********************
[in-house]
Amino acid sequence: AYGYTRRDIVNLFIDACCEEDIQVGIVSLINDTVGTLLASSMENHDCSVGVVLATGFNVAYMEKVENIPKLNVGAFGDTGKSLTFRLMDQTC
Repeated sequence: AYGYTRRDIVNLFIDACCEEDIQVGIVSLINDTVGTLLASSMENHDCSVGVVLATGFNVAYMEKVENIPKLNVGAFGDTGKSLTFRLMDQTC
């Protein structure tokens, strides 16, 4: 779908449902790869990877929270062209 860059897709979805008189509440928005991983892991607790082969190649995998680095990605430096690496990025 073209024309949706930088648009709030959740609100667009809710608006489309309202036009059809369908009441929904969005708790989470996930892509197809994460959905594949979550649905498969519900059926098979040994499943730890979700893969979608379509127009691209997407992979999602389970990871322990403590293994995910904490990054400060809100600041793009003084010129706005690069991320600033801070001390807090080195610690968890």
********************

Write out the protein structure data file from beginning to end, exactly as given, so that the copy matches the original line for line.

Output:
[in-house]
Amino acid sequence: AYGYTRRDIVNLFIDACCEEDIQVGIVSLINDTVGTLLASSMENHDCSVGVVLATGFNVAYMEKVENIPKLNVGAFGDTGKSLTFRLMDQTC
Repeated sequence: AYGYTRRDIVNLFIDACCEEDIQVGIVSLINDTVGTLLASSMENHDCSVGVVLATGFNVAYMEKVENIPKLNVGAFGDTGKSLTFRLMDQTC
């Protein structure tokens, strides 16, 4: 779908449902790869990877929270062209 860059897709979805008189509440928005991983892991607790082969190649995998680095990605430096690496990025 073209024309949706930088648009709030959740609100667009809710608006489309309202036009059809369908009441929904969005708790989470996930892509197809994460959905594949979550649905498969519900059926098979040994499943730890979700893969979608379509127009691209997407992979999602389970990871322990403590293994995910904490990054400060809100600041793009003084010129706005690069991320600033801070001390807090080195610690968890």